Atlantis Systems International of Brampton, Ontario, gave attendees at the Airborne Law Enforcement Assn.’s 37th Annual Convention a sample of virtual reality with their Helicopter Virtual Task Trainer.
Looking like a cross between an amusement park ride and a full-motion flight simulator, the trainer puts the pilot and a set of flight controls atop a full-motion platform with six degrees of freedom. The aircraft’s interior (including instrument panel), and all outside views are presented through the pilot’s virtual-reality goggles.
At the heart of the trainer is software that provides rich graphics of real-world regions, as well as the interior of one or more selected helicopters. The demonstrator is programmed to represent a Bell Helicopter 206. With goggles on, you can see every part of the virtual outside world and aircraft interior within your normal field of view, even to the extent of being able to look into the back seat. According to the company, the graphics pan at the same rate as the pilot’s head movements.
"The trainer is a realistic flight complement to the helicopter, the full-mission simulator, and flight training device," said Bob Monette, marketing director for international training systems. "It allows pilots to perform the practical, critical tasks demanded of them every day and night." Training can be guided and monitored from an instructor station included with the system. According to Monette, each system is built to meet the training needs of the individual customer, so the price can vary with the number of regions and aircraft models requested. Even with that variable, he said the system can cost $1 million or less, which is half the cost of a conventional simulator using wrap-around monitors and a full cockpit mock-up. — Ernie Stephens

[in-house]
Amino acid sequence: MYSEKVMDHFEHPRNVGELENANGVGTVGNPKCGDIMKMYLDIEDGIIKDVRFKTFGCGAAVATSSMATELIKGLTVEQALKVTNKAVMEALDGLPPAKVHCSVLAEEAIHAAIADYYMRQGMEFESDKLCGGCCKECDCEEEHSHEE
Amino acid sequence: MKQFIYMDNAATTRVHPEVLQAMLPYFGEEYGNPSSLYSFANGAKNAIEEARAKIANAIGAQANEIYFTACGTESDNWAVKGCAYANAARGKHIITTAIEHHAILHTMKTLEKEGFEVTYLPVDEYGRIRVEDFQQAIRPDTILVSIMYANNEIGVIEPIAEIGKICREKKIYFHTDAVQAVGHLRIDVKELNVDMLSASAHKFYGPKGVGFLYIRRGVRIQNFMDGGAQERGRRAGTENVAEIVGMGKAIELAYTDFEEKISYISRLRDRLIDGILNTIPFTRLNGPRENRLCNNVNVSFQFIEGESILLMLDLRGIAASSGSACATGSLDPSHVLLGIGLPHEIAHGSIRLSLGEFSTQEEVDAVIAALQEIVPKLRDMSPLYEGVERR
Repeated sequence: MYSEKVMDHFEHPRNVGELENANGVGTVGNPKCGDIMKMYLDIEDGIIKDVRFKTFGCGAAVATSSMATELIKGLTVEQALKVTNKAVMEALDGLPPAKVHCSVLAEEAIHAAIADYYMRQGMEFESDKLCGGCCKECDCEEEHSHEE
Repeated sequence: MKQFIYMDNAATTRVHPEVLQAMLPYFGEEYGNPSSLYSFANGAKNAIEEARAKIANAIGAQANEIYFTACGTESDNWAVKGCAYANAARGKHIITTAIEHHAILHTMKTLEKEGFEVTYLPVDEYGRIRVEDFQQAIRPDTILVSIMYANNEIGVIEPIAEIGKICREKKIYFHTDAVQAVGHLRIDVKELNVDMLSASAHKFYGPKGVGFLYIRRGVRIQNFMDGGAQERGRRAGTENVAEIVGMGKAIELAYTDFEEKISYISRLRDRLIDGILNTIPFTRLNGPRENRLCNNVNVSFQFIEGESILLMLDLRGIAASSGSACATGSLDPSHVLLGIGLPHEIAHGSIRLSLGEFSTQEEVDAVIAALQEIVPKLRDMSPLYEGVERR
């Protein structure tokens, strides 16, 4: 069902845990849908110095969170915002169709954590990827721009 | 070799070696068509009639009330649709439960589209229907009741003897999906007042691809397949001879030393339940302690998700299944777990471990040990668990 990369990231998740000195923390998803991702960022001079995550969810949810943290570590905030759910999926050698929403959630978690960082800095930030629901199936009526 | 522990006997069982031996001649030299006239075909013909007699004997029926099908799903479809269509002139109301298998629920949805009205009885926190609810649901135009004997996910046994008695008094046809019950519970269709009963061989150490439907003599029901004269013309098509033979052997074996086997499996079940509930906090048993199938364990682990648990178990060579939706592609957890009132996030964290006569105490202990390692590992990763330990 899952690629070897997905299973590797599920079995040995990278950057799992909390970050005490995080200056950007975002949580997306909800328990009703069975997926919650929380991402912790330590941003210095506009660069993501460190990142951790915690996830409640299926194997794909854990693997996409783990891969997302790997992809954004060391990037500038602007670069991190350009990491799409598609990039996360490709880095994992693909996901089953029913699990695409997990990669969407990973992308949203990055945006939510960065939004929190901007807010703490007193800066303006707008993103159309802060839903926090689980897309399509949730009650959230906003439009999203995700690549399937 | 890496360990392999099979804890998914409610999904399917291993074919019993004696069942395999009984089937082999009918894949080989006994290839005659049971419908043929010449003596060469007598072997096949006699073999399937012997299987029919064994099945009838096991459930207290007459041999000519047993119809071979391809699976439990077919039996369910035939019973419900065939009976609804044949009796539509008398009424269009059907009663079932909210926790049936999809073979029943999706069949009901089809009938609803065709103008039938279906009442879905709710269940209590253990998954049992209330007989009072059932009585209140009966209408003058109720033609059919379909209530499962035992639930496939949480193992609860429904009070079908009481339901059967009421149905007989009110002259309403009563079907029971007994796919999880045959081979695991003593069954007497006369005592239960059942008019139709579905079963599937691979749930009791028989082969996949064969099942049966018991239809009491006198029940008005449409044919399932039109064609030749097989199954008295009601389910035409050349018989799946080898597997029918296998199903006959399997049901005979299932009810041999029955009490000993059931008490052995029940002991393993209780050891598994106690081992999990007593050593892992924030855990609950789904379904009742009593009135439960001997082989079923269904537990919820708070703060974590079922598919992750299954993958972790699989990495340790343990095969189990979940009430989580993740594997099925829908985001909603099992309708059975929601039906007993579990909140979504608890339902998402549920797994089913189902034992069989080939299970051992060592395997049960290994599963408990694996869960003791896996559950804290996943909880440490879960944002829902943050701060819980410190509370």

The Gulf Helicopter Co. has hired Qatar’s first female helicopter pilot. Munira al-Dusari earned her pilot’s license from the Jordan-based Middle East Academy for Flying and the U.S.-based Bristow Academy. She had qualified for flying passenger aircraft but had failed in an attempt to fly for Qatar Airways. She then switched to helicopter training, a feat she found more difficult than flying fixed-wing aircraft. Mohamed Ibrahim al-Muhanndi, general manager of Gulf Helicopters, said the company has developed plans for expansion and is in talks with the National Health Authority to implement a helicopter ambulance project. He said that Qatar is clear about increasing the number of Qataris in Gulf Helicopters. The country has also started a project to implement helicopter firefighting. Gulf Helicopters provided support for al-Dusari to receive her commercial license.
Bristow Academy in Concord, Calif. has sold its oldest aircraft, two Schweizer 300CBs and replaced them with two new 300CBis. The new aircraft will be sent from Bristow’s academy in Titusville, Fla. The acquisition of the new aircraft will enable Bristow to develop its mountain course and continue the day-to-day training for the people who live in the San Francisco Bay area. In April, Bristow purchased Helicopter Adventures.
Civic Helicopters, Carlsbad, Calif.,signed a 40-yr lease with San Diego County, Calif. and has moved into a new location at Palomar Airport, across the highway from its former facility. It has been a helicopter flight school since 1987. Chin Tu, president of the company, said the company has outgrown its facility at the old Hughes Helicopters facility. The new facility has a 10,000-sq-ft-plus hangar and 12,000 sq ft of office space. The company is hoping to fill the growing demand for services. Currently, the company provides flight training to pilots and officers of the San Diego County Sheriff’s Dept., the San Diego Police Dept., and the FAA. It has been an authorized service center for Bell Helicopter, MD Helicopters, Robinson Helicopter Co. and Schweizer Aircraft. Civic is looking to add other major helicopter manufacturer service centers. It says it is the only helicopter fixed-base operator with multiple helicopters available.
Aerosimulators, Prescott, Ariz. has unveiled a unique training device: a gimbal imaging systems trainer.
The trainer frees up a helicopter for use while the imager operator is being trained on the system in a classroom environment. The trainer is available in a visual mode as well as low-light and infrared, environments encountered in law enforcement and news-gathering operations. The system costs $35,000, said Aerosimulators CEO Mike Coligny. It weighs 175 lb and may be plugged in for use. Aerosimulators was started in 1999 as a spin-off of a helicopter operator and training school.